Managed Care Background Morphs Into Obamacare
Connecticut's new insurance marketplace created to implement the Affordable Care Act is up and running, but the work is just beginning for the exchange's general counsel.
Virginia Lamb, of New London, was appointed to build and oversee the legal department for Access Health CT. As of October 15, the marketplace had enrolled 3,847 individuals for insurance coverage. But it hopes to have 100,000 sign up before the enrollment period ends March 31.
Though the sign-up period is just underway, Lamb has been at her job for quite some time.
Since early 2012, she has worked with her staff of three other lawyers — including Susan Rich-Bye and Tammy Preisner and Chad Brooker — to create policies and codes of conduct for the organization' outreach workers and other employees. They have also prepared informational materials, and trained outreach workers on the legal language to use when signing people up to receive government-subsidized insurance.
More recently, Lamb has turned her attention to more than 60 contracts the health care exchange has entered to meet its obligations, including the lease for a New Britain storefront set to open on October 29. The Connecticut exchange also has several multi-million dollar deals for outreach efforts, including contracts with radio and television stations to raise public awareness though advertisements.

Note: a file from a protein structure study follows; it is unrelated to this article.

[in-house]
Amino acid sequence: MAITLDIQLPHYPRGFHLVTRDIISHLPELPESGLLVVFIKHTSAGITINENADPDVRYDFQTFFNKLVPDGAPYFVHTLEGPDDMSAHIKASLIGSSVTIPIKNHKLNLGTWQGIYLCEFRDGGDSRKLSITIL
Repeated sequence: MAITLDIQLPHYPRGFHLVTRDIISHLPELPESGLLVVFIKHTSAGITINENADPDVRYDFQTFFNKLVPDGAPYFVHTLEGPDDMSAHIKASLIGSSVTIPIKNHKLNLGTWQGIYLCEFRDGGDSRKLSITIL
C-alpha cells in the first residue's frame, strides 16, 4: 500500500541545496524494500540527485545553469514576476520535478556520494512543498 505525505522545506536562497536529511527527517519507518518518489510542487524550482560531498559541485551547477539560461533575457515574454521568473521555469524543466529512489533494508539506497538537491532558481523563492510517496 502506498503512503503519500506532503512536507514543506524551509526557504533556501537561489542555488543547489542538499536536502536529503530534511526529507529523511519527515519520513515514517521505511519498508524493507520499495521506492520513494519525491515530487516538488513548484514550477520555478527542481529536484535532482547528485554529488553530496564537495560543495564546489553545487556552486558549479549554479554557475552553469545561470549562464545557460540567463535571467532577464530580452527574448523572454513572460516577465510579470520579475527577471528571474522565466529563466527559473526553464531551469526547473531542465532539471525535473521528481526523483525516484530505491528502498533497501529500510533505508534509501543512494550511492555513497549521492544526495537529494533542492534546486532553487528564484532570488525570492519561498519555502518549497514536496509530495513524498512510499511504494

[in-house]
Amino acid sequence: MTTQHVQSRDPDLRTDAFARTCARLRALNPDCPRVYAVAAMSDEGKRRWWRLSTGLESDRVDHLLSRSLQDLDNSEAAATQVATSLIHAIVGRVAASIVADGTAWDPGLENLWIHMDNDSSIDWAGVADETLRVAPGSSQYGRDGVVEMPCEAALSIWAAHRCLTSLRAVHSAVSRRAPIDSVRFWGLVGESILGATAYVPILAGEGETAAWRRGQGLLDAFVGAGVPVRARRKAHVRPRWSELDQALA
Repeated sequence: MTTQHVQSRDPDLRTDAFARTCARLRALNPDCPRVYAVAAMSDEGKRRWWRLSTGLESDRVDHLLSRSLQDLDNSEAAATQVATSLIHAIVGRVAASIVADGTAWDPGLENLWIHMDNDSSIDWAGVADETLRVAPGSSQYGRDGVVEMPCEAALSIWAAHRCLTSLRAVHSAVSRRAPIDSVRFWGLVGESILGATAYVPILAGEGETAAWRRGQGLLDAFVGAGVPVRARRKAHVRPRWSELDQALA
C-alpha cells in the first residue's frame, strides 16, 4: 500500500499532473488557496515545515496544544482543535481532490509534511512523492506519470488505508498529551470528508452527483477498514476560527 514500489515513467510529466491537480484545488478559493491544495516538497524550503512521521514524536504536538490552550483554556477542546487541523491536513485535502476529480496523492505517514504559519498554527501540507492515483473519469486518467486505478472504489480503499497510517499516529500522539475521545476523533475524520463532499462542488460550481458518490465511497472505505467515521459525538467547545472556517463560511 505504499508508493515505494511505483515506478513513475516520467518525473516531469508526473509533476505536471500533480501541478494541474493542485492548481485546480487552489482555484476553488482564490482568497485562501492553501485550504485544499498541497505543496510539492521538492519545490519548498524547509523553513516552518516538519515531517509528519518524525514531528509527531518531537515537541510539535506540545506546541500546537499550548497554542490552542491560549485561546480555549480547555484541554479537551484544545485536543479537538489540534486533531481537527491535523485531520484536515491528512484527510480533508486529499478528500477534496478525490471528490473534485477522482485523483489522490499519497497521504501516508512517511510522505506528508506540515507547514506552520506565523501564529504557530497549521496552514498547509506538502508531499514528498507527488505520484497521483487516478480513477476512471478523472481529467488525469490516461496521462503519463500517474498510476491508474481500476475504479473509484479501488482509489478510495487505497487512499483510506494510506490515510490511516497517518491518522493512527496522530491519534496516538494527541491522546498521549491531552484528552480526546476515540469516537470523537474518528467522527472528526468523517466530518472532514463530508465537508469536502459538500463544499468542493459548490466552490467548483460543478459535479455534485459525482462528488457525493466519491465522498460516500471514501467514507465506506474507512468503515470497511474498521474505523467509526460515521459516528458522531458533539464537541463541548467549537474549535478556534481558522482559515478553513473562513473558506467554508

"This is an extremely active place right now," said Lamb. "In many ways, in the role of GC, you have to set up everything to get the business started, so it's very much like being part of a start-up business. For starters, you have to put all of the policies and procedures in place, including a labor policy, an accounting policy."
In that way, she said, the work is really never-ending.
Lamb brings the unique perspective of a lawyer whose career has combined both the health care and legal professions, nearly in equal measure. After earning her law degree, her first job out of law school was working as legal editor, compiling the policies and procedures for a Washington, D.C, hospital. "The hospital administrators hired me to edit their manual, because they needed a lawyer to interpret what was going into it," Lamb said.
A native of the New London area, she returned to Connecticut in 1990, where she put her hospital background to work. She took a position with what was then Manchester Memorial Hospital, moving up to the director of managed care. Part of her job included working to arrange contracts on the hospital's behalf, to ensure it would get paid by insurance providers.